Small turnout for citizens rally to oust Governor Sanford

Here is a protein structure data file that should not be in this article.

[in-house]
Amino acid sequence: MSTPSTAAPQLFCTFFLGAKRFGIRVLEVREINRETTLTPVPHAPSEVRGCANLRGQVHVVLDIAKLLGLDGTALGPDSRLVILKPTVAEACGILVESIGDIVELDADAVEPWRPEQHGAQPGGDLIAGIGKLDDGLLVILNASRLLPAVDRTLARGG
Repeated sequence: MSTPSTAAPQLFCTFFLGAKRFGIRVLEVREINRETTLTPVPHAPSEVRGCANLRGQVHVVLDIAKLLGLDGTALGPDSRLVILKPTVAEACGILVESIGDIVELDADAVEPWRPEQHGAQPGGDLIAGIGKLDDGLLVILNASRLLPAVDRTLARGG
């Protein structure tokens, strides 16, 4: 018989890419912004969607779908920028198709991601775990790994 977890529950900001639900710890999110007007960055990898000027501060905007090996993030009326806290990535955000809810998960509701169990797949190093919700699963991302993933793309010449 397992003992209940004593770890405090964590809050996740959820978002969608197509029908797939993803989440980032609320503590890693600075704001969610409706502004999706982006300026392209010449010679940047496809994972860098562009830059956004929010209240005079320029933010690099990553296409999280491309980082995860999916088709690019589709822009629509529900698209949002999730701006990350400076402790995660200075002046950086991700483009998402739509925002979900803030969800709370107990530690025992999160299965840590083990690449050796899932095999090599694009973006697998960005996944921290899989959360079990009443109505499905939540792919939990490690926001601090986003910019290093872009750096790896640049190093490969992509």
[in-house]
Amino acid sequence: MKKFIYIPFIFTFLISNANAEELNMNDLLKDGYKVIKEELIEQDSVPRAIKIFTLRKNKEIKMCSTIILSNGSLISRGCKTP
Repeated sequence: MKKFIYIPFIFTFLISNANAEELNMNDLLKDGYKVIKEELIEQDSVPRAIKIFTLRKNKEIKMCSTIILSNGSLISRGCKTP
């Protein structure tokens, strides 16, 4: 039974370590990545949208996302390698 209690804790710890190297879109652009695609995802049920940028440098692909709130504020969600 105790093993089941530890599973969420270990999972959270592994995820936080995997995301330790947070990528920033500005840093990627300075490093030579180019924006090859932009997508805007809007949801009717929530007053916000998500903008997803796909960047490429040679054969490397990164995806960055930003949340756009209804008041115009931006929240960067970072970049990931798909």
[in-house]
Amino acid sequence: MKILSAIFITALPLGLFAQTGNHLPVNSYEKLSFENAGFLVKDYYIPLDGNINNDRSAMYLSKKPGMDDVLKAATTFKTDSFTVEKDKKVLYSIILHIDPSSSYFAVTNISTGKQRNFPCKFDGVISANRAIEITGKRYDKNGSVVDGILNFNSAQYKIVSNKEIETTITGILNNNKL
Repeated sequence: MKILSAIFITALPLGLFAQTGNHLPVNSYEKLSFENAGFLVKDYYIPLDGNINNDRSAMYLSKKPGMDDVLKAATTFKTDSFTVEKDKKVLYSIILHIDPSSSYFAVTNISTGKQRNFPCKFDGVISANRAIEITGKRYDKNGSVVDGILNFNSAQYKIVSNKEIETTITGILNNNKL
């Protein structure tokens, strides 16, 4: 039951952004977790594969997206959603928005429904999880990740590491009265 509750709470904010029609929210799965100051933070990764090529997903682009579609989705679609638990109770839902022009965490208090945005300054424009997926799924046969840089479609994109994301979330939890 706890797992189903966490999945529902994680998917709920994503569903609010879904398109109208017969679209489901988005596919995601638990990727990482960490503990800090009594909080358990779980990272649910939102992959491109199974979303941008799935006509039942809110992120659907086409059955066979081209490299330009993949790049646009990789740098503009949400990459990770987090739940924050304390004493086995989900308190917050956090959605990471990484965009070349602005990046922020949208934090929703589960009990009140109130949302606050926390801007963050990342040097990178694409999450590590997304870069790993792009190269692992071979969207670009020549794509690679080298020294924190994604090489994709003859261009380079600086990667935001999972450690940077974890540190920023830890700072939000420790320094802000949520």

Politicians, pundits and elected officials have all had their say in the scandal over Governor Mark Sanford's affair. Thursday night, citizens gathered in Columbia to have theirs. It's one thing to have 6,000 people join your Facebook group calling for the governor to resign. It's another to get them out in person to wave signs on his door step. Only about 50 people have come out for this rally. The stormy weather probably isn't helping. I'm here with Marilyn Hemingway, who started the Facebook page. "We've heard from a lot of people through emails and phone calls who said 'Sorry we can't be here but we are behind you 100 percent,'" says Hemingway. "I did not know what to expect. I'm happy with the turnout." For their small number, they're an enthusiastic group. Nearly everyone holds a sign telling Sanford to "Take a hike" or some other clever play on his now infamous trip to Argentina to visit his mistress. His staff believed- and told the public- he was hiking the Appalachian trail. But for many people here, Sanford's affair was just the last straw. In fact, the Impeach Sanford Facebook group started months ago over the stimulus issue. That's one of Jessica Shealy's main concerns. She's 18 and this is her first-ever political rally: "With the whole vetoing the stimulus plan. . .I don't agree with that, because I know a couple of people's dads who are unemployed now and they're very stressed and trying to figure out how to pay for their family,"says Shealy. "And now the whole cheating on the wife thing, it's like how can we trust you if you're not even truthful to your family?" Shealy came with her friend Kim Anthony- who happens to be one of those people with an unemployed dad. "The affair isn't really the problem for me," says 20-year-old Anthony. "It's the fact that he left and didn't tell anyone where he was going. Very irresponsible." "If I leave my job for a couple days or weeks, I'm probably going to be fired most likely," adds Jimmy Teeter. "If he's allowed to stay in his post, I believe in the future somebody else may try this and feel there maybe not be really serious consequences." Teeter says he voted for Sanford once, but has since changed his mind. Rod Dobson says he voted for Sanford twice and actually still supports the Governor. He was among a handful who showed up to counter protest and he says the "irresponsibility argument" doesn't hold water. "I don't think it's irresponsible," says Dobson. "I think if Mark thought there was a hurricane that was going to affect the state, I don't think he would have left. We don't need a full-time nanny in this state. We can take care of ourselves." That's not how a majority of South Carolina residents feel, according to two recent polls. One of them by Survey USA found 60-percent of people thought Sanford should resign. But even if thousands of them had shown up to wave signs at the State Capitol, University of South Carolina political scientist Robert Oldendick says it probably wouldn't have made a difference: "Because he is really resolute in his belief that while he made a mistake, in terms of the governance of his office, in terms of things he wants to get done, there's no grounds to leave office and he would have stuck to it," says Oldendick. So how did we go from what looked like a groundswell of people calling for resignation a week ago to Sanford now seeming pretty safe? "The thing that would have tipped it would have been something illegal," says Oldendick. "If the SLED investigation would have come out last week and said there was misuse of public funds, then I think the governor would have been more likely to resign or the pressure would have tipped it in that direction. Now we're dealing with the facts as we know them on the ground today. But I think that it's pretty well settled at this point." Oldendick says it also helped that the State Republican Party only censured Sanford rather than calling for his resignation. And frankly, he says impeachment proceedings are too expensive and too risky for Republican lawmakers to tackle.